20 And behold, a woman who had been suffering from a hemorrhage for twelve years came up behind Him, and touched the border of His cloak; 21 for she was saying to herself, “If I only touch His cloak, I will get well.” 22 But Jesus, turning and seeing her, said, “Daughter, take courage; your faith has made you well.” And at once the woman was made well.

23 When Jesus came into the official’s house and saw the flute players and the crowd in noisy disorder, 24 He said, “Leave; for the girl has not died, but is asleep.” And they began laughing at Him. 25 But when the crowd had been sent out, He entered and took her by the hand, and the girl got up. 26 And this news spread throughout that land.

27 As Jesus went on from there, two men who were blind followed Him, crying out, “Have mercy on us, Son of David!” 28 And after He entered the house, the men who were blind came up to Him, and Jesus *said to them, “Do you believe that I am able to do this?” They *said to Him, “Yes, Lord.” 29 Then He touched their eyes, saying, “It shall be done for you according to your faith.” 30 And their eyes were opened. And Jesus sternly warned them, saying, “See that no one knows about this!” 31 But they went out and spread the news about Him throughout that land.

32 And as they were going out, behold, a demon-possessed man who was unable to speak was brought to Him. 33 And after the demon was cast out, the man who was previously unable to speak talked; and the crowds were amazed, and were saying, “Nothing like this has ever been seen in Israel.” 34 But the Pharisees were saying, “He casts out the demons by the ruler of the demons.”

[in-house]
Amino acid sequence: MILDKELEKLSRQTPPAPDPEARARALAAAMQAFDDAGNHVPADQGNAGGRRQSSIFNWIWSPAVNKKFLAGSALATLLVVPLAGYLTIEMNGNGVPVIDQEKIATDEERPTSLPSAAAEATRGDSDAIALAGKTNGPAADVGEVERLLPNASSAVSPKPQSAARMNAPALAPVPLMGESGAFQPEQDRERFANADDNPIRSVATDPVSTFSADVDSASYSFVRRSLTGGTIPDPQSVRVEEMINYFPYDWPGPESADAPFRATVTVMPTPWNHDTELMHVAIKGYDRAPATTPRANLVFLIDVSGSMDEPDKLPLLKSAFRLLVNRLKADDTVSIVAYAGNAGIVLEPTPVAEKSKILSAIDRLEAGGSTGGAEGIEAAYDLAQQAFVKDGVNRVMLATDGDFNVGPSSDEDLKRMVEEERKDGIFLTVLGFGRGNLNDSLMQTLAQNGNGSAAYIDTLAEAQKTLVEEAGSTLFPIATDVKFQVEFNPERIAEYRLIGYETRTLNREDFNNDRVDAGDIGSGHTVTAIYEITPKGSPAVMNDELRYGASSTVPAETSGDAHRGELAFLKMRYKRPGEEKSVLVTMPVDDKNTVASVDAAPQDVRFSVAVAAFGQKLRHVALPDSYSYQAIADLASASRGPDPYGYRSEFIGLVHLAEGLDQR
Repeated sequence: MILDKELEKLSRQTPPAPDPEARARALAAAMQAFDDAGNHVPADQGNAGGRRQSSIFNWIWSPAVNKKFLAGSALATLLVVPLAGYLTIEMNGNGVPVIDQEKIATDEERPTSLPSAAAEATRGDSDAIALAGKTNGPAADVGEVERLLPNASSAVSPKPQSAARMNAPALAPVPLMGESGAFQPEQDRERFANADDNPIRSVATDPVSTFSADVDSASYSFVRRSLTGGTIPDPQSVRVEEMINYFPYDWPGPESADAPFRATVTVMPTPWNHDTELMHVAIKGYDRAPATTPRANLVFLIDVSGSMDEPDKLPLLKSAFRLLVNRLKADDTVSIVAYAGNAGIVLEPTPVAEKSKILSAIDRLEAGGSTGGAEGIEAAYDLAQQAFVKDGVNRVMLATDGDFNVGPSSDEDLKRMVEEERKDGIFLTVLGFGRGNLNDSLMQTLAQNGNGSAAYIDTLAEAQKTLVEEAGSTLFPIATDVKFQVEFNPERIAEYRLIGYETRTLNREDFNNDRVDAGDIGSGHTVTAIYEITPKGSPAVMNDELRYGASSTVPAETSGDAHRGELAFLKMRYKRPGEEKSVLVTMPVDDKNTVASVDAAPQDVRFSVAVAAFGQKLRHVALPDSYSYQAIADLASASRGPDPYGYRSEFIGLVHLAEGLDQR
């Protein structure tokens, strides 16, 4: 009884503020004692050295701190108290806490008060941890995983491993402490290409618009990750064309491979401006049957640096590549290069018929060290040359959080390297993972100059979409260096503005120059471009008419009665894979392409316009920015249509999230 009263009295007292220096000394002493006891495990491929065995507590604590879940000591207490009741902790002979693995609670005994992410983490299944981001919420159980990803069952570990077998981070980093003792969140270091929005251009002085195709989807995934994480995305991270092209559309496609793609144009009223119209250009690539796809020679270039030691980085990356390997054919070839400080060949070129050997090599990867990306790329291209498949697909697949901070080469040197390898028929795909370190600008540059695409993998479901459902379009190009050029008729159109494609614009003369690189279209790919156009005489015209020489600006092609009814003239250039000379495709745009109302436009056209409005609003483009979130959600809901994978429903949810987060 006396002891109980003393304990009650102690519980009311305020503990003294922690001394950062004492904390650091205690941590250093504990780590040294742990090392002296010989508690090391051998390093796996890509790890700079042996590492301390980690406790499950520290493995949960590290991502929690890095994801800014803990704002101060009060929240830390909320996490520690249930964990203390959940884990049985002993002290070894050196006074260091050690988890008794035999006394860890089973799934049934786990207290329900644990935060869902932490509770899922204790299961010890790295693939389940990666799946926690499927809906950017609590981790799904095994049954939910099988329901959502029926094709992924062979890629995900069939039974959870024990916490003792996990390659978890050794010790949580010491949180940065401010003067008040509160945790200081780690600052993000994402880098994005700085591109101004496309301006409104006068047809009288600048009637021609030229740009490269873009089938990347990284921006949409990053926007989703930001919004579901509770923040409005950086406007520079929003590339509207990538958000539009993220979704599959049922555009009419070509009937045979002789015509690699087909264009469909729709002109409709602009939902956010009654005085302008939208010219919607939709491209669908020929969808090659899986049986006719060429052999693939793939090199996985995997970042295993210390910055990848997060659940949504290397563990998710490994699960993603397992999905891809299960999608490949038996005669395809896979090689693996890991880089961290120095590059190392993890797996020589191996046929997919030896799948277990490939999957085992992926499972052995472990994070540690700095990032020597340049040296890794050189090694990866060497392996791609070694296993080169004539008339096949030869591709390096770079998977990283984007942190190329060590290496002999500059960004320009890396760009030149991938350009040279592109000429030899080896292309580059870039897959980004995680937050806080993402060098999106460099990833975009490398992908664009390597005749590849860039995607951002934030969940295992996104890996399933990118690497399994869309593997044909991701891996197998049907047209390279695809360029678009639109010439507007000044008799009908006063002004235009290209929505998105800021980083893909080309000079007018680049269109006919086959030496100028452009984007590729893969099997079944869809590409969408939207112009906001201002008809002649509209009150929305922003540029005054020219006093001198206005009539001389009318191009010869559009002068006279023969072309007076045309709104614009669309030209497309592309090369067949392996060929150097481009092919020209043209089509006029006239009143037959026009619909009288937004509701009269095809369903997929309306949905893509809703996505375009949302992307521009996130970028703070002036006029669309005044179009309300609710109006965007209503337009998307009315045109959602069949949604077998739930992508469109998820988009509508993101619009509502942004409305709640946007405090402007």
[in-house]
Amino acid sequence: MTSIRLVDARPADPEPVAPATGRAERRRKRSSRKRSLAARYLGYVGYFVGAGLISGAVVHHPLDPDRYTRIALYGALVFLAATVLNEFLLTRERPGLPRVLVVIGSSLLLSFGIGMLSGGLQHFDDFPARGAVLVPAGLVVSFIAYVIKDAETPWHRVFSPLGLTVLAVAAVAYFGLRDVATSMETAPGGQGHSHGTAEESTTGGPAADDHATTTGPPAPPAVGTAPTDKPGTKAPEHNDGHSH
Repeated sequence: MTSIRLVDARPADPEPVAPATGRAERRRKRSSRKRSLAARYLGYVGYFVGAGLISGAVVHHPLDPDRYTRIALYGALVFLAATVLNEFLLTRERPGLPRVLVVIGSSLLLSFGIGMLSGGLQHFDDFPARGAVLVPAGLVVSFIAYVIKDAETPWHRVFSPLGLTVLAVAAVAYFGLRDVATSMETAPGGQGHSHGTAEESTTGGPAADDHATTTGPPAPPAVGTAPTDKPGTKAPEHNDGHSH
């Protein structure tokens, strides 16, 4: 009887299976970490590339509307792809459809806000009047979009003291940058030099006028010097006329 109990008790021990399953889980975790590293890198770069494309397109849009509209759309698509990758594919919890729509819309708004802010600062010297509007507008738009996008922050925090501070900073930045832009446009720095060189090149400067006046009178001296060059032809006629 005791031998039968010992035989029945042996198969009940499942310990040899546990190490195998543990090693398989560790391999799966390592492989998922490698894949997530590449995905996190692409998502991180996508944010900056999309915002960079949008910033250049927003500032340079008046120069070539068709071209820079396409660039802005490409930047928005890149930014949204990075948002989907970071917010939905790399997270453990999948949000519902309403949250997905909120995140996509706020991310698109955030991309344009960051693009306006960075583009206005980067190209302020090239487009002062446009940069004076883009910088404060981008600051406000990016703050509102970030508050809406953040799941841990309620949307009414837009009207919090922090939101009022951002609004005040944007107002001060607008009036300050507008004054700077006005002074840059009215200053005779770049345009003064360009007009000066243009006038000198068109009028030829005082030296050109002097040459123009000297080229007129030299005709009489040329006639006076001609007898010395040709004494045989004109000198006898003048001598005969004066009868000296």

35 Jesus was going through all the cities and villages, teaching in their synagogues and proclaiming the gospel of the kingdom, and healing every disease and every sickness.

36 Seeing the crowds, He felt compassion for them, because they were distressed and downcast, like sheep without a shepherd. 37 Then He said to His disciples, “The harvest is plentiful, but the workers are few. 38 Therefore, plead with the Lord of the harvest to send out workers into His harvest.”

If someone were to ask me about the purpose of the Book of Matthew, I would tell them one of the important themes of the book is to show that Jesus is the Jewish Messiah.  Matthew 9:18-36 continues this theme as it records healings and other signs Jesus did that fulfill prophecy. So, let’s ask a few questions.  Do the apostles of Jesus, or anyone else heal, give sight to the blind or perform miracles? Are these things upon which a doctrine should be made? Perhaps we should ask if some preachers today present inferences about what Matthew and others had to say as if their inferences are scripture itself?  Let’s delve into my inference (which I do not claim are as important as scripture) along with the questions I’ve posed.